We sought to better understand the relationship between AUS and ND by focusing on the more homogeneous setting of 2 laboratories with extensive experience with thyroid FNA, a relatively stable group of cytologists, and consistent methods for specimen acquisition. A consistent negative correlation between ND and AUS was confirmed in both laboratories, although this correlation was most strong when stratified by individual cytologist. This strongly suggests that there is a group of cases that some cytologists are classifying as AUS and other cytologists are classifying as ND. Using the data from the correlation with cytologists, this amounts to an absolute change in 1% ND for roughly every 3.5% change in AUS. Most cytologists will recognize the existence of cases that are scant and difficult to classify, which might be reasonably placed in either category.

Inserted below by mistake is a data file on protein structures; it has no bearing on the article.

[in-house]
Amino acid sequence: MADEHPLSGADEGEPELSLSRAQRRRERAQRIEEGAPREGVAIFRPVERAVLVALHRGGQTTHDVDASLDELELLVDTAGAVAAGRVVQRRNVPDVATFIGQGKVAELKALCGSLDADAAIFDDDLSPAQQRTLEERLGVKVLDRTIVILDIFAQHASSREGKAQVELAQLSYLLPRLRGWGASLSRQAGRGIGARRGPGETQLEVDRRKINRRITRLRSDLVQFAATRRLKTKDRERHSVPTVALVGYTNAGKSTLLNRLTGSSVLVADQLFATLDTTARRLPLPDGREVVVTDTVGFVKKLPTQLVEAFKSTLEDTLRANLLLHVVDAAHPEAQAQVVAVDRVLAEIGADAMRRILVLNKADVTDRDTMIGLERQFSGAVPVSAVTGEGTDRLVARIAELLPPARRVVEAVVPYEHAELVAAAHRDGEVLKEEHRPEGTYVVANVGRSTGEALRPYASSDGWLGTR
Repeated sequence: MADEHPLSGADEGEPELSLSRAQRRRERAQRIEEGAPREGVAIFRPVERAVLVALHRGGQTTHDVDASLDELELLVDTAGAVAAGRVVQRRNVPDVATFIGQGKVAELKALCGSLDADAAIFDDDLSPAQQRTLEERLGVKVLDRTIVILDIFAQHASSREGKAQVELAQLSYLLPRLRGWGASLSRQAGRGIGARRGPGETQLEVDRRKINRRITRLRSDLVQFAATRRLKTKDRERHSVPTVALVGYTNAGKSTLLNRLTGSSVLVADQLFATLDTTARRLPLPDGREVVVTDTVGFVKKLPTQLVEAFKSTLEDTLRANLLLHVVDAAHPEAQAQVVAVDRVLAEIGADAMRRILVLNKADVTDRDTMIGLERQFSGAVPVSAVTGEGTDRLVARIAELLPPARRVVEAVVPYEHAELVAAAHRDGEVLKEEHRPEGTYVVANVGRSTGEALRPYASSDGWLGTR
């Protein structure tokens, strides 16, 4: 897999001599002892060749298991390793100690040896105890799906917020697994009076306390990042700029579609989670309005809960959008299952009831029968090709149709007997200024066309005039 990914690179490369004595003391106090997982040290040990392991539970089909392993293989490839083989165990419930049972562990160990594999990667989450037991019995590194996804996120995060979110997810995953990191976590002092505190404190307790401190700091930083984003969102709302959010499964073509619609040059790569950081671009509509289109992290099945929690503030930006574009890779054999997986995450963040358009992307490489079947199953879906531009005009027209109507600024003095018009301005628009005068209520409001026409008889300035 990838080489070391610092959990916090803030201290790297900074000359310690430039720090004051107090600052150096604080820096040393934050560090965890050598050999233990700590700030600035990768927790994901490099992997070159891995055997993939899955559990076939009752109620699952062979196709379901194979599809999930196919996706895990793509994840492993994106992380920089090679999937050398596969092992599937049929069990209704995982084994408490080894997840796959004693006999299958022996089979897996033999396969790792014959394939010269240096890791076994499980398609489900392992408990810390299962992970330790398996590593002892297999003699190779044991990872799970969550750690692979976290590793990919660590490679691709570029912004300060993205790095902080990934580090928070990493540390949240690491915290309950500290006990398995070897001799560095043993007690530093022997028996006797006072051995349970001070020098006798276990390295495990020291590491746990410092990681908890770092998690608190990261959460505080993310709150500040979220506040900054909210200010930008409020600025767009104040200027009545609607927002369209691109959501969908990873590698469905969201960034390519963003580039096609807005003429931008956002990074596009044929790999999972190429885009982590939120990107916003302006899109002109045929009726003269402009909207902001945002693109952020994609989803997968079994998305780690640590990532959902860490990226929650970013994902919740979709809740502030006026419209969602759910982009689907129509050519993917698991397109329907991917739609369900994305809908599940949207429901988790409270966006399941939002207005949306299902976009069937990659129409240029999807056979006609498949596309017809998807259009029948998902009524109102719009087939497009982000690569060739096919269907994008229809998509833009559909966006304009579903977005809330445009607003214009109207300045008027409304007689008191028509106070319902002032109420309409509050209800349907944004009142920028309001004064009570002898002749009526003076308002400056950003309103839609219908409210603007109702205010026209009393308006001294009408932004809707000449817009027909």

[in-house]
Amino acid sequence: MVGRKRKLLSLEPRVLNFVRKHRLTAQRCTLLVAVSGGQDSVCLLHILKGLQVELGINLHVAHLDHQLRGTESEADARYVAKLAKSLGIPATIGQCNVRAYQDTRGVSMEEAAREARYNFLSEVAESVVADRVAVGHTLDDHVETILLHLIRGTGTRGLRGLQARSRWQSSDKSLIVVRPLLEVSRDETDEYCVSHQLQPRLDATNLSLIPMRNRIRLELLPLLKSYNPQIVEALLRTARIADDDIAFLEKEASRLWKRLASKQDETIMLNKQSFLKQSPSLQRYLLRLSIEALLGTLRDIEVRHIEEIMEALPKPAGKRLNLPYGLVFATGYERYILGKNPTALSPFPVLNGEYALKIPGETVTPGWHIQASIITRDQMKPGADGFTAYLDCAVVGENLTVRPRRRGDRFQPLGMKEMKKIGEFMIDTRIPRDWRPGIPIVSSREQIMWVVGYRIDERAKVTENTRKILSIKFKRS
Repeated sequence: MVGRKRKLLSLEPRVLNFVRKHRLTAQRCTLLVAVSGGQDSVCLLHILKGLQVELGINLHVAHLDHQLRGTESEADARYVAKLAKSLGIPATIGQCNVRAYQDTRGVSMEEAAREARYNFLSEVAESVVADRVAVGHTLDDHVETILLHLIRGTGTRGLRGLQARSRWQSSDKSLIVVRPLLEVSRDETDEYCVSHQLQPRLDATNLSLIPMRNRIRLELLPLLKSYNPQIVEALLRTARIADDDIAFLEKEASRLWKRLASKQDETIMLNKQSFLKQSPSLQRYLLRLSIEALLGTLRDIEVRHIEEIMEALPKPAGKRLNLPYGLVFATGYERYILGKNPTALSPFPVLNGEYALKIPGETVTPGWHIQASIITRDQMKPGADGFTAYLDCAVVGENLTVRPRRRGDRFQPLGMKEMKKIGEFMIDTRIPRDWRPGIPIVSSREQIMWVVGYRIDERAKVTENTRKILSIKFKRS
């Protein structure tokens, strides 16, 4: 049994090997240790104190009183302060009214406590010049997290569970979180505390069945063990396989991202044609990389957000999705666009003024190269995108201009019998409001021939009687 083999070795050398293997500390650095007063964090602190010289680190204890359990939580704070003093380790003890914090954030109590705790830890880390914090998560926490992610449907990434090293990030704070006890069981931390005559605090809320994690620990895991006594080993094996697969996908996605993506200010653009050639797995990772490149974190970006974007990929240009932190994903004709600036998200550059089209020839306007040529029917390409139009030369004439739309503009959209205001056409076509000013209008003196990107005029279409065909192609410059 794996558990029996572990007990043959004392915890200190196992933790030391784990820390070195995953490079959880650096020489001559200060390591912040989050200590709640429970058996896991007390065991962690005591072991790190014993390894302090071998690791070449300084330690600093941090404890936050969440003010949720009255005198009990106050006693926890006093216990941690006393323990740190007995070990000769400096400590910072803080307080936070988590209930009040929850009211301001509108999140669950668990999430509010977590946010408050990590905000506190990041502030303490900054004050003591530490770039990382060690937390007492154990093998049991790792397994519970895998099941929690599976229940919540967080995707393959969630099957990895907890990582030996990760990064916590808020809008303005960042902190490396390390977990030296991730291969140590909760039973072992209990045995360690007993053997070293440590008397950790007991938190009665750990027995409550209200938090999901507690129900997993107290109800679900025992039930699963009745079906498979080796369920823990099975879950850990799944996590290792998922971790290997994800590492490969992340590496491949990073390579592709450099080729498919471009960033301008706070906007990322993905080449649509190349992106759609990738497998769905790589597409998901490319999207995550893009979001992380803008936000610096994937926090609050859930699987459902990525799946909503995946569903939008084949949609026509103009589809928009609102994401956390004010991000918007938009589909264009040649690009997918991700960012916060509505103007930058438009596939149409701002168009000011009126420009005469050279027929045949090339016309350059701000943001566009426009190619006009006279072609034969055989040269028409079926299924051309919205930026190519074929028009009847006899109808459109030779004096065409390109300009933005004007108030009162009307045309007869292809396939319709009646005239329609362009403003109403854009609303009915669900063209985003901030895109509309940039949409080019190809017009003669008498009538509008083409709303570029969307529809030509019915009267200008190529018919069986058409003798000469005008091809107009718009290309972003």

Our data indicate a link between the AUS and ND categories that extends beyond inadequacies in the aspirate. By obtaining a better aspirate (through improved aspiration or preparatory techniques), one would anticipate that the AUS rate would decrease as the overall ND rate decreased (conceptually represented by a downward shift of the AUS vs ND trend line). In addition, it is conceivable that with improved specimen quality, the negative correlation between ND and AUS would diminish (graphically equivalent to a decreased slope of the AUS vs ND trend line). However, our data from these 2 laboratories using completely different preparatory techniques (liquid-based vs direct smears) yielded similar results, indicating that there is a fundamentally persistent relationship between the ND and AUS categories related to the nature of the nodules aspirated, rather than the cytologist, the aspirator, or the sample preparation technique. It has also been previously argued that the ND rate is only finitely reducible owing to inherent properties of aspirated nodules (including but not limited to cystic lesions).11 Thus, it should be anticipated that an irreducible limit to the ND rate exists and that even as one approaches this limit, some degree of negative correlation with AUS rates would persist.